The Integration Puzzle What a Million Refugees Mean for Everyday Life
Part 23: 'What Is a Petroleum Technician?'
Petra Lotzkat, 55, is the head of the Office for Labor and Integration in Hamburg.
What is it that a juice delivery person does, Ms. Lotzkat?
What is a petroleum technician? "Are we dealing with an oil drilling expert or is it just a gas station attendant?" asks Petra Lotzkat, head of Hamburg's Office of Labor and Integration. In addition to painters and IT people, questionnaires given to refugees have turned up some rather odd qualifications -- such as "self-employed juice delivery man" or "corrosion engineer."
Lotzkat runs the Hamburg-based program Work and Integration for Refugees (W.I.R.). W.I.R. has conducted around 700 pre-screenings of refugees since October 2015, with plans to complete a total of 10,000 by the end of 2016. "We want to know two things," she says. "First, what skills are people bringing with them? Second, what are the market's needs? Then we try to bring the two together." Hamburg has around 15,000 vacant jobs that are officially registered. Prior to the refugees' arrival, Lotzkat says, there was generally "no professional use for people without an officially recognized qualification." But the thinking has since grown more pragmatic. "Today, we no longer ask: What are you? Instead we ask: What can you do?"
This can lead to some unexpected solutions at times. Lotzkat cites an example: An Afghan man who had been injured in the war, visited a health care supply store in Hamburg to have his prosthetic leg fitted. While he was there, they determined that he himself had been a professional health technician. The man tried to land an internship with the company, but it turned out that his technical knowledge was out of date by about 25 years. However, many elderly people still wear old prosthetic limbs that today's medical technicians have no experience working with. But the Afghan man is fully capable. The company ultimately wound up giving him a job.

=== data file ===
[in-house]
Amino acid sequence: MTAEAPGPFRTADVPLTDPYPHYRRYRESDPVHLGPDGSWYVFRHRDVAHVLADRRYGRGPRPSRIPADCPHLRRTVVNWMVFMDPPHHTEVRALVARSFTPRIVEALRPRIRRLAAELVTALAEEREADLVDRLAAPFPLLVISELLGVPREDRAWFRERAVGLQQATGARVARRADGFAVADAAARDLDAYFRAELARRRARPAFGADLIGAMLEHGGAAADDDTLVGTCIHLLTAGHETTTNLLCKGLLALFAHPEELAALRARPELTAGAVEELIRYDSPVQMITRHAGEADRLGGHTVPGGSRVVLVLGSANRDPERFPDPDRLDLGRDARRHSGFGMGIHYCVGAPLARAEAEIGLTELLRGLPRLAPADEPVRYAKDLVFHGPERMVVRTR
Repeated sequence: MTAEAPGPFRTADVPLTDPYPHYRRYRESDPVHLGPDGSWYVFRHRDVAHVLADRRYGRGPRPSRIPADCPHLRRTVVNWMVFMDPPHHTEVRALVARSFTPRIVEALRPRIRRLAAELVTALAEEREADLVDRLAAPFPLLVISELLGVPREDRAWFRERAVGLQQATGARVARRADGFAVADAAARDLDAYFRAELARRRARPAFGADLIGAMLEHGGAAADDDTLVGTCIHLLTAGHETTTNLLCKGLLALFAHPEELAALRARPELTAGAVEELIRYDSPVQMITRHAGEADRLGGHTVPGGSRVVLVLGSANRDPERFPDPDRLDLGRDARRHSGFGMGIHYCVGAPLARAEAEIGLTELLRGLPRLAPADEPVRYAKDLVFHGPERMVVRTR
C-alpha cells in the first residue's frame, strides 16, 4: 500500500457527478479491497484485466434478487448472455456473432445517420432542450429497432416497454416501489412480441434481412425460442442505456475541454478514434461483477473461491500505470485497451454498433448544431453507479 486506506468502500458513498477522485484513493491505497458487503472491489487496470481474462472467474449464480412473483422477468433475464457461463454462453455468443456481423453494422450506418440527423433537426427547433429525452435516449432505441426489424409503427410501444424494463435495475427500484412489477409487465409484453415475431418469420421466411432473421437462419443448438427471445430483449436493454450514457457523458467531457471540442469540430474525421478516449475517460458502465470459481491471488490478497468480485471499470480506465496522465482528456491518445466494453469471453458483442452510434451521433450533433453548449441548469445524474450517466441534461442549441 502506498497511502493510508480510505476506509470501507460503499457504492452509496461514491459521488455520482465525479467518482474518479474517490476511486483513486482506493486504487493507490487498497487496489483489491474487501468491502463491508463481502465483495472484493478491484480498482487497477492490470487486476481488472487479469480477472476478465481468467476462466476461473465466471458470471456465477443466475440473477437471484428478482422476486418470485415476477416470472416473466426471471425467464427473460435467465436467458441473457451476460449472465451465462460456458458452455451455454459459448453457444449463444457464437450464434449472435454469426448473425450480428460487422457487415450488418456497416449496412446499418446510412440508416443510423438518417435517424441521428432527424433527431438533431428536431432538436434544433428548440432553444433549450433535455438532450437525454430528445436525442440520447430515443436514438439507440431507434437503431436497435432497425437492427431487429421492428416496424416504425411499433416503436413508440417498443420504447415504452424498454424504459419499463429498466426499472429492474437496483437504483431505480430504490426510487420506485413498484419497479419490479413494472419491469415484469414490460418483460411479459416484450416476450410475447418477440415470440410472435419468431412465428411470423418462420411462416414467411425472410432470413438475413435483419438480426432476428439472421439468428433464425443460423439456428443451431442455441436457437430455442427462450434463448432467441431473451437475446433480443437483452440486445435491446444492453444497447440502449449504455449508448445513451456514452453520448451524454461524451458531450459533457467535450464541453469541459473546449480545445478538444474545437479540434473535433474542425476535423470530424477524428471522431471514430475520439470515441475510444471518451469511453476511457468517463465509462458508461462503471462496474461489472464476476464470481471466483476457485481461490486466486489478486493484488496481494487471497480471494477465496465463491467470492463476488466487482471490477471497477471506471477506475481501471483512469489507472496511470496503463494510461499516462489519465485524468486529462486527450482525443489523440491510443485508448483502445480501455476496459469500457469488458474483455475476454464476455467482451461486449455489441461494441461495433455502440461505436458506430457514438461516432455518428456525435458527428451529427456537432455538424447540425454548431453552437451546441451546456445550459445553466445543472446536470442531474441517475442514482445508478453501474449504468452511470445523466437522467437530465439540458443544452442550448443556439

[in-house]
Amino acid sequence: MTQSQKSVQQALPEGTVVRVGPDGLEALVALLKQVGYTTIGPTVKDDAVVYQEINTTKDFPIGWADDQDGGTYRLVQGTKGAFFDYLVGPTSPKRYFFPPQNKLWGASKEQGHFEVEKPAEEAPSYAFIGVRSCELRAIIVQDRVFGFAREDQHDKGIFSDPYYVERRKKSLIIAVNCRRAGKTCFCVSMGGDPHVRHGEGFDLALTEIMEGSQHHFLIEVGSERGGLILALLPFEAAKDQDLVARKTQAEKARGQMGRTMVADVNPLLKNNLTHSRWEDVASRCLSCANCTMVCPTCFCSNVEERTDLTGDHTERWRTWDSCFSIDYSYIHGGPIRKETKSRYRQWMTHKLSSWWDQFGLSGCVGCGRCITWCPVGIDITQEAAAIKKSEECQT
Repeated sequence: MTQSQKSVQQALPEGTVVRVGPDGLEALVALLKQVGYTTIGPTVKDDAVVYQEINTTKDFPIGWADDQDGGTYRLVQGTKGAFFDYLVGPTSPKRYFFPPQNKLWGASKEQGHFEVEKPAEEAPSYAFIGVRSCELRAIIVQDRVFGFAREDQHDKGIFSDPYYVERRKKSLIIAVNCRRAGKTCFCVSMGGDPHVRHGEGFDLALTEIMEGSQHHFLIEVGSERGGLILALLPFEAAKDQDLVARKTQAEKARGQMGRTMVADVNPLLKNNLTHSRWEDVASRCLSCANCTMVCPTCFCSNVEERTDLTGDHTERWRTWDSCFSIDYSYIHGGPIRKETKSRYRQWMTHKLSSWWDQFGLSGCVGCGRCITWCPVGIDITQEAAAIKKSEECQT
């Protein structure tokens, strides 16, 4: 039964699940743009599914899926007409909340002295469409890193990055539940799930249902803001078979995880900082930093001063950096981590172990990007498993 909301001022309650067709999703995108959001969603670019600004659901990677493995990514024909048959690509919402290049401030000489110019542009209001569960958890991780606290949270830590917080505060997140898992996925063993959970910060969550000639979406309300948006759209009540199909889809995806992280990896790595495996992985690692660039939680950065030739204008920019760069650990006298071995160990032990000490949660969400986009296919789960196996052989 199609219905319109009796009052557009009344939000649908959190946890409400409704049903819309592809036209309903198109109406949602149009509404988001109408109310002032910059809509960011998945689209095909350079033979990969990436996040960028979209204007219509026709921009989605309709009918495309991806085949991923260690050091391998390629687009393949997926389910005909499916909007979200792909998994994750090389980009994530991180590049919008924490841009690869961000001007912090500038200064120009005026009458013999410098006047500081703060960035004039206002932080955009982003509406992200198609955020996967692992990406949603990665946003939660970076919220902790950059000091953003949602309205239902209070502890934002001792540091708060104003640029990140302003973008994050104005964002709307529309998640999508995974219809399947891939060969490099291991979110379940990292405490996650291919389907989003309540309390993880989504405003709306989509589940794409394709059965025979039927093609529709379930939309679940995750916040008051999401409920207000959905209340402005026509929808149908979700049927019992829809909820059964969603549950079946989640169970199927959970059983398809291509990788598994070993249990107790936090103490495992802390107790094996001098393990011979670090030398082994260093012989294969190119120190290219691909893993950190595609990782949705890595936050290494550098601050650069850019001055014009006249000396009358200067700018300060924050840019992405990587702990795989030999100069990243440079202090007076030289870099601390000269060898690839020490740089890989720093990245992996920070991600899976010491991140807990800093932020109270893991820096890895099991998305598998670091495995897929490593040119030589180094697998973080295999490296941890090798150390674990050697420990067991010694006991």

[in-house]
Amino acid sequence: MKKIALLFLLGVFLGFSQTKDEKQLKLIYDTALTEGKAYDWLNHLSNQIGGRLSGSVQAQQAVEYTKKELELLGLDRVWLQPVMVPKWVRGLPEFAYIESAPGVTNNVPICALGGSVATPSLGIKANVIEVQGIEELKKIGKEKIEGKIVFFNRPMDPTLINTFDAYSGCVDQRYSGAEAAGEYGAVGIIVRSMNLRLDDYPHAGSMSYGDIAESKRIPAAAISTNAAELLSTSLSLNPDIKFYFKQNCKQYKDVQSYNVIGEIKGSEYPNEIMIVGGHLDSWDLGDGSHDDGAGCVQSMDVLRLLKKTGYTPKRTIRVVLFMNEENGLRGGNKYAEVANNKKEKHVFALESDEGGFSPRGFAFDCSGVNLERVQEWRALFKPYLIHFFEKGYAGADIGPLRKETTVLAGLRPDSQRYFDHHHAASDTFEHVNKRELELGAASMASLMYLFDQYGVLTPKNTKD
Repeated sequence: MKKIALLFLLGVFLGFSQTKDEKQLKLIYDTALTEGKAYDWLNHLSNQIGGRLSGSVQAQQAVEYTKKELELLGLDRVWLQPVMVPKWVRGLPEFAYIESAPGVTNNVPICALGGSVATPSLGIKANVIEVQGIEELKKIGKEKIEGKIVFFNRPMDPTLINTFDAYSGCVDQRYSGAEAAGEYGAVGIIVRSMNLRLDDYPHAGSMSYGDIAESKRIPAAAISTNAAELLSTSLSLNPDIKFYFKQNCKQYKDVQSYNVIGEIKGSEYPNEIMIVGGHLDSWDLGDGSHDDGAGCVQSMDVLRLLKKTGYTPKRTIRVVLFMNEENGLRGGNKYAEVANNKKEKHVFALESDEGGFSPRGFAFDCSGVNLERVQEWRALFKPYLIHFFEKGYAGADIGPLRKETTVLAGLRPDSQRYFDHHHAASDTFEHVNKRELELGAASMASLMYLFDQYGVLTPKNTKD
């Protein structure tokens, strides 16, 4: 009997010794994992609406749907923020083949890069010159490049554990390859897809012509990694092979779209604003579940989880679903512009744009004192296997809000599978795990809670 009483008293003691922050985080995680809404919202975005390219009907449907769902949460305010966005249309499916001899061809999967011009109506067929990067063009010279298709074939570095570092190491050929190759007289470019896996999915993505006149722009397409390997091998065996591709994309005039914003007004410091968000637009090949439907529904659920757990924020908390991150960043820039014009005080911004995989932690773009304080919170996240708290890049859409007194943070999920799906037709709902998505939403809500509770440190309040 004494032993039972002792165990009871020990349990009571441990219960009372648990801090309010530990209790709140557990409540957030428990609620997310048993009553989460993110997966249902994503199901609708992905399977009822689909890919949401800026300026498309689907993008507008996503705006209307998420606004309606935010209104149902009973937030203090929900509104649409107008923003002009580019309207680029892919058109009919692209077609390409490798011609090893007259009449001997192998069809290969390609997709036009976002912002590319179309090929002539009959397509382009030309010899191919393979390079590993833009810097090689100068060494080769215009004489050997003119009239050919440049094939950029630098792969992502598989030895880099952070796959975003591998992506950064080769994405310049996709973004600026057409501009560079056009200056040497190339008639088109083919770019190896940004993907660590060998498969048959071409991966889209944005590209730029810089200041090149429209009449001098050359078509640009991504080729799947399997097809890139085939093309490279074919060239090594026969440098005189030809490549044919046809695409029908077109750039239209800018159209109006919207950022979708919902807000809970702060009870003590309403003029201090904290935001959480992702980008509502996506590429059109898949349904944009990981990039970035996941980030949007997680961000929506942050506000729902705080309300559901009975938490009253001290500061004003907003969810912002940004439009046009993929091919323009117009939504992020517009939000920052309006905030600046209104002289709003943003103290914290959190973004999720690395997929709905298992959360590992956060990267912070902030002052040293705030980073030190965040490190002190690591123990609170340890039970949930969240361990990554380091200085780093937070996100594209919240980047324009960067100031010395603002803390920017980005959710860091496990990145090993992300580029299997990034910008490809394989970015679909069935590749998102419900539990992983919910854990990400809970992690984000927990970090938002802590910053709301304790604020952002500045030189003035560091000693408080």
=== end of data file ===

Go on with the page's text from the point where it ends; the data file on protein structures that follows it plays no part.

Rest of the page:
When asked if she thinks Germany can manage its refugee crisis, Lotzkat says, "yes." The experts, she says, "have been telling us for many years that we need net immigration of several hundred thousand people per year in order to ensure that Germany remains in good shape for the future. Now the people are coming and this is an opportunity that we cannot afford to miss."
By Moritz Aisslinger, Uwe Buse, Markus Dettmer, Anke Dürr, Fiona Ehlers, Ullrich Fichtner, Moritz Gerlach, Matthias Geyer, Özlem Gezer, Hauke Goos, Maik Großekathöfer, Guido Mingels, Dialika Neufeld, Miriam Olbrisch, Christian Reiermann, Cornelia Schmergal, Barbara Supp, Wolf Wiedmann-Schmid and Takis Würger
- Part 1: What a Million Refugees Mean for Everyday Life
- Part 2: Integration 101
- Part 3: Are Refugees More Violent?
- Part 4: Frustration and a Lack of Resources
- Part 5: Teaching Refugees to Swim
- Part 6: 'A Challenge Like No Other'
- Part 7: The Doctor's Advice: Learn German and Be Patient
- Part 8: A 1.5 Billion Burden for the Healthcare System?
- Part 9: Dancing Away Stereotypes and Prejudice
- Part 10: The Midwife's Migraine
- Part 11: Germany Will Need 20,000 New Teachers for Refugees
- Part 12: 'We Need Time'
- Part 13: 'We Will Only Manage This If We Have the Infrastructure'
- Part 14: 'We Will Undergo a Multicultural Transformation'
- Part 15: Refugees at Our Doorsteps
- Part 16: 1.09 Million Refugees Registered in 2015
- Part 17: Policing the Refugee Camps
- Part 18: The Refugee Bill
- Part 19: Integration Will Be a Task for Decades to Come
- Part 20: 'An Open Economy Would Be Unimaginable without Immigration'
- Part 21: BMW Courts Refugees
- Part 22: A Michelin Star and Refugees
- Part 23: 'What Is a Petroleum Technician?'